The rise of absolute monarchies dates back to the seventeenth and eighteenth centuries, when several monarchs in western and eastern Europe increased the power of their central governments. In doing so, these kings, emperors, or sultans secured their position as the supreme ruler and possessor of all power. They surrounded themselves with followers and advisors who were strong advocates of royal absolutism. For those that opposed their behavior and seizure of power they replied that they had been granted the divine right of kings.
In several countries an absolute monarchy appeared to be the only viable solution to dealing with the problems that plagued it.France, for example, had been torn apart from religious wars, the citizens had no respect for law and order, the feudal nobility had seized control and the finances of the central government were in chaos. Furthermore, French prestige was at an all time low and when Henry of Navarre became king he was determined to change all of this. Once in power he restored the authority of the central government, curtailed the power of the nobility, launched a comprehensive program of economic reconstruction and dealt with the religious turmoil that had been tearing the country apart. His goal was to strengthen France and then have it become the supreme power in Europe. Unfortunately, he was never able to fulfill these dreams because he was assassinated as he was preparing for war. His vision for the future, however, was not entirely lost.
After the death of Henry IV, his wife and son, Louis XIII, became the new rulers of France. Although they proved to be very incapable leaders a prominent figure did emerge during their reign, Cardinal Richelieu. Similar to Henry IV, he sought "to make the royal power supreme in France and France supreme in Europe"(Sullivan 422). He followed this policy strictly and crushed any perceived threats to royal absolutism. However, it was not until the rule of Louis XIV that the French monarchy was able to secure formidable power. It was also during this time that the idea of divine right monarchy emerged. It was argued that the royal monarch was not only inspired by God, but also the image of God and was therefore only accountable to God. This idea soon spread throughout Europe and remained dominant during the late seventeenth and much of the eighteenth centuries.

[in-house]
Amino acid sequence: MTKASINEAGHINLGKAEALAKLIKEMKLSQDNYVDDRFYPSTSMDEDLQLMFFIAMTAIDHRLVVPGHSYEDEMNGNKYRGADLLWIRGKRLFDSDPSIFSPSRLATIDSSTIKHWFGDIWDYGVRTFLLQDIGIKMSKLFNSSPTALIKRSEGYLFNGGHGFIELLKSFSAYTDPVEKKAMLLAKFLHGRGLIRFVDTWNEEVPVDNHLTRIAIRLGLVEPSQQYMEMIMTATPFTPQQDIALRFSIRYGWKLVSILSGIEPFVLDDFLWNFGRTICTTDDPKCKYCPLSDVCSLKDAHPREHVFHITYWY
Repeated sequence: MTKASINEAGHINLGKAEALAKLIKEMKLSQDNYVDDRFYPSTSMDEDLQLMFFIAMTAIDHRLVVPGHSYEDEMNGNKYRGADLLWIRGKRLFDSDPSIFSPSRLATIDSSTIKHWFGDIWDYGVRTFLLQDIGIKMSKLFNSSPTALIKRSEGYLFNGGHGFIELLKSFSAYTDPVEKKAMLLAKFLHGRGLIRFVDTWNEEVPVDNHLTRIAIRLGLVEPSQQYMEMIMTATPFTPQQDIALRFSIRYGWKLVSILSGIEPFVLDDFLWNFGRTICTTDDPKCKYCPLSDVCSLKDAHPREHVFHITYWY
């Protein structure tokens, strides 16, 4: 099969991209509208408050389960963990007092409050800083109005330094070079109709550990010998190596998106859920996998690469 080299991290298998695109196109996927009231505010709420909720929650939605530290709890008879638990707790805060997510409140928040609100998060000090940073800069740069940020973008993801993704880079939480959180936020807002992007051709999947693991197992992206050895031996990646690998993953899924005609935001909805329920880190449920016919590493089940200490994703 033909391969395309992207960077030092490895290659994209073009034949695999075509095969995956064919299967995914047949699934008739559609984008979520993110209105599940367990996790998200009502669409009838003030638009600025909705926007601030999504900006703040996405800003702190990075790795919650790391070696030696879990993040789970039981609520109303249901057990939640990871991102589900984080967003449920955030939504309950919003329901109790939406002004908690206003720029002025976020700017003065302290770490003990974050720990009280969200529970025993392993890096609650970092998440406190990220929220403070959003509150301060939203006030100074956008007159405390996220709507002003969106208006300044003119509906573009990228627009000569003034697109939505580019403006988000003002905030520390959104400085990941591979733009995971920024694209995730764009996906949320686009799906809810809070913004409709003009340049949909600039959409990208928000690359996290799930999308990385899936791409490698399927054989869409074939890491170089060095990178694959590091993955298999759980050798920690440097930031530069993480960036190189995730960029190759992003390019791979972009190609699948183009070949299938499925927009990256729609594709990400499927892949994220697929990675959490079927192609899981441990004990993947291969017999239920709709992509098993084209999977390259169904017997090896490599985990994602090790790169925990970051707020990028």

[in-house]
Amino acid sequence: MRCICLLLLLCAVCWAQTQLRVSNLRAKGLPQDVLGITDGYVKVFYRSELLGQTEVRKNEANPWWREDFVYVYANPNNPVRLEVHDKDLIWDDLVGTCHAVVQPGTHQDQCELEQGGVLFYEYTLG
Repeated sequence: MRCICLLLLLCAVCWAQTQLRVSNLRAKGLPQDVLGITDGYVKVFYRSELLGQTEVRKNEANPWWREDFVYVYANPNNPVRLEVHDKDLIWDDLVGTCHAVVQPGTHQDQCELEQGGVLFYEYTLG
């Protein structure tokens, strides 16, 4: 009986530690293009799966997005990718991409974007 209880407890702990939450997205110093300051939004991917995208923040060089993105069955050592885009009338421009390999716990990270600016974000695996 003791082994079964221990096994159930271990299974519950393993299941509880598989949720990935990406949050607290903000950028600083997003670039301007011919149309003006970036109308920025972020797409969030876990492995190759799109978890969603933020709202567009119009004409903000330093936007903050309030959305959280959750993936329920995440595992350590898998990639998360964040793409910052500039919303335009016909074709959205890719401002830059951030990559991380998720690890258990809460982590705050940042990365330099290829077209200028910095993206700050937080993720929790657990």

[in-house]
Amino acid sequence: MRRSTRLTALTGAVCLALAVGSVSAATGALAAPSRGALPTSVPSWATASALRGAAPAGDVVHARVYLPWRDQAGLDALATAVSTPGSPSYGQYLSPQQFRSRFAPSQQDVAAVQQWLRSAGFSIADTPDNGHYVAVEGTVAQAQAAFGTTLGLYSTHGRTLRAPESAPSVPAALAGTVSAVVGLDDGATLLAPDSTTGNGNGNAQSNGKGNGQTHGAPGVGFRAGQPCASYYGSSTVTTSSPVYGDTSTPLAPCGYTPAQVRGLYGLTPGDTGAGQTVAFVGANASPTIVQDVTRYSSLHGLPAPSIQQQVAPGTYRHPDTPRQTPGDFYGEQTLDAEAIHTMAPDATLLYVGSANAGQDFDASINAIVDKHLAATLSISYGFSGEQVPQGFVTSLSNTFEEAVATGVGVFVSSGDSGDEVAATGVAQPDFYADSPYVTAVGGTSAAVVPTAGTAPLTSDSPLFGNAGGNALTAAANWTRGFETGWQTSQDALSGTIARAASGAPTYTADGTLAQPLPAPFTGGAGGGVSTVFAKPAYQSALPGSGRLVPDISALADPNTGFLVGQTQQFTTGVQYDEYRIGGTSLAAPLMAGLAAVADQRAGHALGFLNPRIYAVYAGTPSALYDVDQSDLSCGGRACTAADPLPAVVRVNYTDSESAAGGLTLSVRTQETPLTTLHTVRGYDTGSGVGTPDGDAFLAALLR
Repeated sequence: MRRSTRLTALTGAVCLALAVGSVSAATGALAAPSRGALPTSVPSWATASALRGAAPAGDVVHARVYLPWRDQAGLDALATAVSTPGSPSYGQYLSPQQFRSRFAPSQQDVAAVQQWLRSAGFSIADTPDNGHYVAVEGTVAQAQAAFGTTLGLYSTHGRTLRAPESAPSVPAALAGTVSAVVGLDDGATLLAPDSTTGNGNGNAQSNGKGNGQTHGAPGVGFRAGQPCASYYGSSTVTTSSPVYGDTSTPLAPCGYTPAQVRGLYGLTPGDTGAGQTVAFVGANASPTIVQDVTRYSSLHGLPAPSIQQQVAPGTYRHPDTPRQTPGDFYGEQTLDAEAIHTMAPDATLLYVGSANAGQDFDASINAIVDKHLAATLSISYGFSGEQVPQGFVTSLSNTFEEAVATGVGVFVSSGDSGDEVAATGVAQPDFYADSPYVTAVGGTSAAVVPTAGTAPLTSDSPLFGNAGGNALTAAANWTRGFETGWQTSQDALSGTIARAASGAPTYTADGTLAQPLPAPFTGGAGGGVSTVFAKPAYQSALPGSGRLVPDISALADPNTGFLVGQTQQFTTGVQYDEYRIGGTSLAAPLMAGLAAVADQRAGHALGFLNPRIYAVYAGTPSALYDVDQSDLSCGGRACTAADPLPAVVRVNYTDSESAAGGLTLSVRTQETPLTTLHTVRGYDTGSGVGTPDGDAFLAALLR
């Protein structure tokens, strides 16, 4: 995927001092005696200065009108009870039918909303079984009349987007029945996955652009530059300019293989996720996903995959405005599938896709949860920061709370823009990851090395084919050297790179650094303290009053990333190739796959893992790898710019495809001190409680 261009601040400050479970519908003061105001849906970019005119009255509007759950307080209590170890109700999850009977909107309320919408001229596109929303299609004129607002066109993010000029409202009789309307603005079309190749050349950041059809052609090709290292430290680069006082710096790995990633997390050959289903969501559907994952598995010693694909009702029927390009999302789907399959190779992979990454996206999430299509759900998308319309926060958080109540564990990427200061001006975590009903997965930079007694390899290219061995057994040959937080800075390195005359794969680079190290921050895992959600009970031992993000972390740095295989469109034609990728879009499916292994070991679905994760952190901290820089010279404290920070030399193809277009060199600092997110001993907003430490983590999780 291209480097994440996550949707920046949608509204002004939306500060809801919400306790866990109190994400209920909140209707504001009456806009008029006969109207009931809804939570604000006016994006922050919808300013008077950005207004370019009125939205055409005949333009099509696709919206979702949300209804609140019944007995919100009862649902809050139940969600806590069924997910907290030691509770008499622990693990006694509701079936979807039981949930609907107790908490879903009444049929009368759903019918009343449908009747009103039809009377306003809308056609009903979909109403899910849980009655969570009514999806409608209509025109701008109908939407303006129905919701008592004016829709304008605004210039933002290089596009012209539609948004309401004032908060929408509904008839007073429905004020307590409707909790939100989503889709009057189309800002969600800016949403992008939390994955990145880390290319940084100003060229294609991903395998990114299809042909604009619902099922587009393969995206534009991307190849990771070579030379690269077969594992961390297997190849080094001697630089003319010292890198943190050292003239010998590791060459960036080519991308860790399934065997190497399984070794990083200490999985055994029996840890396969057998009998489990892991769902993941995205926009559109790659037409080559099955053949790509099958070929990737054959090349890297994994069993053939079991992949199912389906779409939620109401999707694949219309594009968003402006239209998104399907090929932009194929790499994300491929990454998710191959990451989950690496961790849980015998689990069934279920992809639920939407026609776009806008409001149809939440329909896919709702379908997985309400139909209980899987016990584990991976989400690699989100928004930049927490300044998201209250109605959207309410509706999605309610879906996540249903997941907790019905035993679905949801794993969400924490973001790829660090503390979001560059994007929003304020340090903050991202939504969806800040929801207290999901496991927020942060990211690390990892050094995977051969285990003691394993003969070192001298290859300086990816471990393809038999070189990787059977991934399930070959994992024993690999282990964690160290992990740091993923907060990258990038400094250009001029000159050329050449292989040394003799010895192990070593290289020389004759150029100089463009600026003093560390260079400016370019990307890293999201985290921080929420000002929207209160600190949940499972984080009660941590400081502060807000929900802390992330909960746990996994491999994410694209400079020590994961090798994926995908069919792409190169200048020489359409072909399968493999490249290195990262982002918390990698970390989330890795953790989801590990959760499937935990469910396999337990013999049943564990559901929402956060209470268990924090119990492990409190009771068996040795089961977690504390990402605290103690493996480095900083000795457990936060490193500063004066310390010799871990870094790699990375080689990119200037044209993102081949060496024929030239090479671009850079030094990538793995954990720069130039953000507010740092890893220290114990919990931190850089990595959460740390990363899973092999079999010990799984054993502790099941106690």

Although quite different from western Europe, this same pattern became evident in eastern Europe. During the seventeenth and eighteenth centuries, most of the countries in eastern Europe were economically less developed than their western counterparts, the landed aristocracy was the dominant power, serfdom was more harsh than ever, and most areas lacked the strong central governments that were prevalent thorughout much of western Europe by this time. All of this made the idea of an absolute monarchy even more favorable, especially in countries such as Prussia, Austria, and Russia. These countries strengthened their standing armies, gained new territories, improved commerce, dealt accordingly with religious problems, and made important compromises with the nobility and aristocracy. This was all made possible after the development of a strong national government and powerful monarchy in each of these countries.
Sullivan, Richard E. A Short History of Western Civilization. (New York; Mc Graw Hill, Inc., 1994).
World Book Encyclopedia. Volume 1. (Chicago: Childcraft International Inc., 1979).